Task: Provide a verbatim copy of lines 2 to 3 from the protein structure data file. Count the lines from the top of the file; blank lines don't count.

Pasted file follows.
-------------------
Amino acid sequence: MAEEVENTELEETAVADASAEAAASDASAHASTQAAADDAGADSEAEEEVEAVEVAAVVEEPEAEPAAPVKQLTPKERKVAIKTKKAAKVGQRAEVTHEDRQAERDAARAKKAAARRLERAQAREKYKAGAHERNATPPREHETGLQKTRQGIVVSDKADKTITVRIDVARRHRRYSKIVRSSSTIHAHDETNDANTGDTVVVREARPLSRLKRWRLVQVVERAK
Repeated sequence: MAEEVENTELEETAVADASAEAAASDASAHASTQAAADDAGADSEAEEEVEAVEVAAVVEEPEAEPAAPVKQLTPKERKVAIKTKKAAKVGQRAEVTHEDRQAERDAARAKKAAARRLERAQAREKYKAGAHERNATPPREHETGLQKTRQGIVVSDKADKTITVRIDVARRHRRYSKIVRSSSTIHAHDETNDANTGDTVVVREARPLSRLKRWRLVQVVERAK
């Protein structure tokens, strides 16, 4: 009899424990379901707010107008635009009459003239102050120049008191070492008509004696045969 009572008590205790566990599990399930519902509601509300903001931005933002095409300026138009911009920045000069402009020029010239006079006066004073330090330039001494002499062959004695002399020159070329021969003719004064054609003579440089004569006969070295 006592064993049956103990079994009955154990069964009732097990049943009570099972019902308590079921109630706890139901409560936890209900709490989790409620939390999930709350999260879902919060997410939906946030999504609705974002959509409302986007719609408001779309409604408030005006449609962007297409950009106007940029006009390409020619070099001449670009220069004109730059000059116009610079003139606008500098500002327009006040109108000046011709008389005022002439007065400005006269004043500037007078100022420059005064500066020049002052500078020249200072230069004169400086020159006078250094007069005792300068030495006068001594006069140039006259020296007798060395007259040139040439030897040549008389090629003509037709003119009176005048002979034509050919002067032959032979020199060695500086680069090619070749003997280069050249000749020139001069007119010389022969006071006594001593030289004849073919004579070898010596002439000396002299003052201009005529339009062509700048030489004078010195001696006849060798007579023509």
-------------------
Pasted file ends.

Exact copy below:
Repeated sequence: MAEEVENTELEETAVADASAEAAASDASAHASTQAAADDAGADSEAEEEVEAVEVAAVVEEPEAEPAAPVKQLTPKERKVAIKTKKAAKVGQRAEVTHEDRQAERDAARAKKAAARRLERAQAREKYKAGAHERNATPPREHETGLQKTRQGIVVSDKADKTITVRIDVARRHRRYSKIVRSSSTIHAHDETNDANTGDTVVVREARPLSRLKRWRLVQVVERAK
């Protein structure tokens, strides 16, 4: 009899424990379901707010107008635009009459003239102050120049008191070492008509004696045969 009572008590205790566990599990399930519902509601509300903001931005933002095409300026138009911009920045000069402009020029010239006079006066004073330090330039001494002499062959004695002399020159070329021969003719004064054609003579440089004569006969070295 006592064993049956103990079994009955154990069964009732097990049943009570099972019902308590079921109630706890139901409560936890209900709490989790409620939390999930709350999260879902919060997410939906946030999504609705974002959509409302986007719609408001779309409604408030005006449609962007297409950009106007940029006009390409020619070099001449670009220069004109730059000059116009610079003139606008500098500002327009006040109108000046011709008389005022002439007065400005006269004043500037007078100022420059005064500066020049002052500078020249200072230069004169400086020159006078250094007069005792300068030495006068001594006069140039006259020296007798060395007259040139040439030897040549008389090629003509037709003119009176005048002979034509050919002067032959032979020199060695500086680069090619070749003997280069050249000749020139001069007119010389022969006071006594001593030289004849073919004579070898010596002439000396002299003052201009005529339009062509700048030489004078010195001696006849060798007579023509």